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26 Sep
min read

A Comprehensive Guide to Terraform Commands

Terraform is a powerful tool for building infrastructure as code. This blog post will give you an overview of the essential Terraform commands you need to become proficient in provisioning infrastructure on any Cloud.

Jack Dwyer

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Terraform at a High Level

Terraform is one of the hottest infrastructure as code tools out there right now, and for good reason. With Terraform, you can spin up servers, load balancers, databases and more with just a few commands. No more clicking through clunky cloud consoles - Terraform lets you define and provision your infrastructure using code.

To get started with Terraform, you'll need to familiarize yourself with the basic commands. There are commands to plan your infrastructure, build it, update it, and tear it down. Using Terraform commands, you can go from zero to deployed in minutes. In this post, we're going to cover all the essential Terraform commands you'll need to know, from init to apply to destroy. We'll explore how to provision and manage infrastructure across clouds like Google Cloud, AWS and Azure using Terraform's CLI.

By the end, you'll be writing Terraform configurations, planning infrastructure changes, and applying updates with the best of 'em. You'll be well on your way to mastering Terraform and all its various terraform commands. So sit back, grab a coffee, and let's get to it! 

Terraform Init, Plan and Apply: Ready, Set, Deploy!

The first set of Terraform commands we'll cover are init, plan and apply. These are the three commands you'll use the most in your Terraform workflow.

The first thing you'll want to do with any Terraform configuration is run 'terraform init'. This initializes your working directory and downloads any providers defined in your config. Think of it as installing dependencies for your Terraform code.

Running 'terraform init' is simple. Just open up your terminal, cd into the directory with your Terraform files, and run:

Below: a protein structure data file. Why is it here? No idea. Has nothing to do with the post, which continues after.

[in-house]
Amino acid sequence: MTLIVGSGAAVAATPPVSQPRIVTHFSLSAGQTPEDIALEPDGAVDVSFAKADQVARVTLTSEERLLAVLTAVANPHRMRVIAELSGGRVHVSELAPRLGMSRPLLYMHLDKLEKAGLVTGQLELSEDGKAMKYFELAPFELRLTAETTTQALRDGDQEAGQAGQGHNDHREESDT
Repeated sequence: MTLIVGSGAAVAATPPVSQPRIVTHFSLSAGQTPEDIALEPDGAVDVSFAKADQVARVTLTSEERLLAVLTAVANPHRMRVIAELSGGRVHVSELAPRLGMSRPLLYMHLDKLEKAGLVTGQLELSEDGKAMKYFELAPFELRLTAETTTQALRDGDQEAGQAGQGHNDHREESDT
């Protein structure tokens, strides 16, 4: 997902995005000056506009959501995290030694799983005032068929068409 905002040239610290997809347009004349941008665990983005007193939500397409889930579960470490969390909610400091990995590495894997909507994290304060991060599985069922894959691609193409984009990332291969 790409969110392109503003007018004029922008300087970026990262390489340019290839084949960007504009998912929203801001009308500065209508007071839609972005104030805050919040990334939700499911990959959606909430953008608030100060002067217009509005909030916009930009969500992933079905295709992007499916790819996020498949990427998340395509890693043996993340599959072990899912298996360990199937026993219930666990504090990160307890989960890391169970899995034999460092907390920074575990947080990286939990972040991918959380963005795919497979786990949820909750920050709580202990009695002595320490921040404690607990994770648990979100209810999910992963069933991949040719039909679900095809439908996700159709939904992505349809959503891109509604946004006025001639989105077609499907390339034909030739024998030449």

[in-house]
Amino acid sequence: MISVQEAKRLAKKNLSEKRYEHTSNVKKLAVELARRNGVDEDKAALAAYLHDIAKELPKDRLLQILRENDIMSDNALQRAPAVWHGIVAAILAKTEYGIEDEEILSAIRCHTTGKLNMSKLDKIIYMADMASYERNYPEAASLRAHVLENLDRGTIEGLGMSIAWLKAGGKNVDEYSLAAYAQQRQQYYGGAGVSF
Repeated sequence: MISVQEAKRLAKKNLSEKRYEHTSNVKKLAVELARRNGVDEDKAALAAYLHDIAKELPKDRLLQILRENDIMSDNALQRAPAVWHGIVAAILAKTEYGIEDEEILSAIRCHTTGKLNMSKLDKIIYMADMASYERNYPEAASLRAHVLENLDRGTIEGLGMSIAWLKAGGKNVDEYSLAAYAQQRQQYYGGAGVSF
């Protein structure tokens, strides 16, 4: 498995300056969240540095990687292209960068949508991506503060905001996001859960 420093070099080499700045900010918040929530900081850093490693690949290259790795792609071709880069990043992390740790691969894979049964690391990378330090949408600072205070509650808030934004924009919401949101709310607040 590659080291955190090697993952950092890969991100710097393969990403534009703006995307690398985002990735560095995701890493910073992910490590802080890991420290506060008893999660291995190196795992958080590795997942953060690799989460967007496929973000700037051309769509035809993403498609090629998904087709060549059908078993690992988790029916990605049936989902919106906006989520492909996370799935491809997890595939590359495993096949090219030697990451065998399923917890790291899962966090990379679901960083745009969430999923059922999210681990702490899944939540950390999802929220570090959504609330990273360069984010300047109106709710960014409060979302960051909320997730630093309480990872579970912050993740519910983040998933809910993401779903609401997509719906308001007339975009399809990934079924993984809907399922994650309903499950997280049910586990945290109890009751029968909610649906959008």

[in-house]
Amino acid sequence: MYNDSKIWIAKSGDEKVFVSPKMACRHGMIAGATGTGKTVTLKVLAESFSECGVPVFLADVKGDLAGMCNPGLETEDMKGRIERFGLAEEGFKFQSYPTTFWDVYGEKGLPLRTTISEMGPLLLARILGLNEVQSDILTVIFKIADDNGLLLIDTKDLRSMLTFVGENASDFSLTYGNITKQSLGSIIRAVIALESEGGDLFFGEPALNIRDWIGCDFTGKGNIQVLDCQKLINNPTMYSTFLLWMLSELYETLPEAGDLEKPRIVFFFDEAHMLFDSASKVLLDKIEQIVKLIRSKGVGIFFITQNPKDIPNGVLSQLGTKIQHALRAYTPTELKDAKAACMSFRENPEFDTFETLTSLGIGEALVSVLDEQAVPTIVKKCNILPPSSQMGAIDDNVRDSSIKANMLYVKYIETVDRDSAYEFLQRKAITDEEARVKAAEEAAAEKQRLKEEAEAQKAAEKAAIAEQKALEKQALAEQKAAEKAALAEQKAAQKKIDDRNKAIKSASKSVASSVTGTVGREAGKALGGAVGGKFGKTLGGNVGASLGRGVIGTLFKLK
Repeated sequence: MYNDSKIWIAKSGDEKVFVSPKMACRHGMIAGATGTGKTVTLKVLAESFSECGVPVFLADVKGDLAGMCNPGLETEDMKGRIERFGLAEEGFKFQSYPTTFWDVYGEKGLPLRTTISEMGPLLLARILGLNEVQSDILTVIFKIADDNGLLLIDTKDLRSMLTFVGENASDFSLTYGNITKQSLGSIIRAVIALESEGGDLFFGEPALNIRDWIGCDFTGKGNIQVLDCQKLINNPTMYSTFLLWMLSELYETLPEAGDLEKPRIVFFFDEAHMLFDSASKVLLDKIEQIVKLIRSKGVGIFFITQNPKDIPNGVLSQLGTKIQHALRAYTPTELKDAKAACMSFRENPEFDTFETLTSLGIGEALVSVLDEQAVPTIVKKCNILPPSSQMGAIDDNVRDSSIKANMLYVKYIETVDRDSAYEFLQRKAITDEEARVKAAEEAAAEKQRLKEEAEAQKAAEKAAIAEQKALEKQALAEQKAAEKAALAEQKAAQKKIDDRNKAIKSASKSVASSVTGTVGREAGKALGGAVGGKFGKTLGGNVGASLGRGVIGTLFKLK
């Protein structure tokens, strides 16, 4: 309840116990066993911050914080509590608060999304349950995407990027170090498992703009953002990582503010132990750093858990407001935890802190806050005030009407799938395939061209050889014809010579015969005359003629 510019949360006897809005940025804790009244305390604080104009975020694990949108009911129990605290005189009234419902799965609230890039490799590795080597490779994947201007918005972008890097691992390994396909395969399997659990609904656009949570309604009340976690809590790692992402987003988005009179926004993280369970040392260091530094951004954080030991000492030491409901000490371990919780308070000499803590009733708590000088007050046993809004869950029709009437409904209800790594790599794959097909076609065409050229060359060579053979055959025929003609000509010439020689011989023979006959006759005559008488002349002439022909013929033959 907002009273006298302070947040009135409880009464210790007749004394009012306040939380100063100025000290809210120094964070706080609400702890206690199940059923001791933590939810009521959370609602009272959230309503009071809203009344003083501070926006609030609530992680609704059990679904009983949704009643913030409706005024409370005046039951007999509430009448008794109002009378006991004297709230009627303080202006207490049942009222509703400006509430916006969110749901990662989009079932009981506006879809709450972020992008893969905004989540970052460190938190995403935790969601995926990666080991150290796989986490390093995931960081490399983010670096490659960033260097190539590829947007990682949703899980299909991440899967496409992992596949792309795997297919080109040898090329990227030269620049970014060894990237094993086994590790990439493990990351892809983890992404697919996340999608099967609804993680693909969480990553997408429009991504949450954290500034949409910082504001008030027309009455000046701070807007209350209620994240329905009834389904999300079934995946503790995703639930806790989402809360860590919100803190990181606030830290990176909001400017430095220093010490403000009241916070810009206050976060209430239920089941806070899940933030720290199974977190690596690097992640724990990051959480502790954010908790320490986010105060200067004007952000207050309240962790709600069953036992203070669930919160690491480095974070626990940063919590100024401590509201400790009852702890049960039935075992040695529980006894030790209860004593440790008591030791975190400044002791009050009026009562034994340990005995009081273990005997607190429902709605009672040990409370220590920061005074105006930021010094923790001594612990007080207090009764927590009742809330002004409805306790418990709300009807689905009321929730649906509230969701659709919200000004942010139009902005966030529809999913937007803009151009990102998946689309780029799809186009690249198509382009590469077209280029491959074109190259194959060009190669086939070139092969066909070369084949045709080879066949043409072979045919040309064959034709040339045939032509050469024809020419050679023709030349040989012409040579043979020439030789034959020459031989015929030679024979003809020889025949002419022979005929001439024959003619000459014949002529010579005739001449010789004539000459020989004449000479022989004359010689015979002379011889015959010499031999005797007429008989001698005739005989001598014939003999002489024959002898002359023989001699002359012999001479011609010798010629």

terraform init

Terraform will install the providers listed in your .tf files and you'll be ready to start using Terraform commands. You'll need to run init anytime you add a new provider to your config.

Now that your workspace is initialized, you're ready to start running some of the more exciting Terraform commands. The next step is planning your infrastructure with terraform plan. This will show you what Terraform intends to create, modify or destroy. This is a dry run and will not actually make any changes to your infrastructure. Running plan is a best practice as it allows you to preview changes before applying them. Pretty handy, right?

Once you've reviewed the plan and are satisfied with the proposed changes, you can apply them with terraform apply. Terraform apply executes the plan and builds/updates your infrastructure. This command creates, updates and deletes resources according to the configuration files in your working directory. Your servers, load balancers and databases will spring to life before your eyes (figuratively speaking, of course). Apply will prompt you to confirm the plan before making any changes. Type "yes" to proceed.

A typical workflow using these commands would be:

  1. Write your Terraform configuration
  2. Run 'terraform init' to initialize
  3. Run 'terraform plan' to preview changes
  4. Run 'terraform apply' to deploy the changes

With just these three commands, you can go from nothing to deployed infrastructure. You'll want to run these commands in order each time you modify your Terraform configuration. A good practice is to incorporate them into a CI/CD pipeline so infrastructure changes go through a review and approval process before being applied.

Using init, plan and apply, you can stand up infrastructure across multiple clouds with just a few commands. These commands form the foundation of your Terraform workflow, so get familiar with them! In the next section, we'll look at how to tear down infrastructure using the destroy command.

Terraform Destroy and Taint: Deprovisioning Infrastructure

Now that you've used Terraform to provision your infrastructure, at some point you'll want to deprovision it, right? That's where 'terraform destroy' comes in. This command will destroy the Terraform-managed infrastructure. So if you built a VM, load balancer and database with Terraform, terraform destroy will remove all of those resources.

To destroy infrastructure, just run:

terraform destroy

Terraform will prompt you to confirm the destruction, unless you specify '-force'. It will then proceed to remove all resources it had created.

Sometimes you may want to rebuild just a single resource, rather than destroying everything. In that case, you can use terraform taint. This "taints" a resource, marking it for recreation. When you next run 'terraform apply', Terraform will destroy that single resource and recreate it.

To taint a resource, run:

terraform taint resource_type.resource_name

For example, to taint an AWS EC2 instance named "example", run:

terraform taint aws_instance.example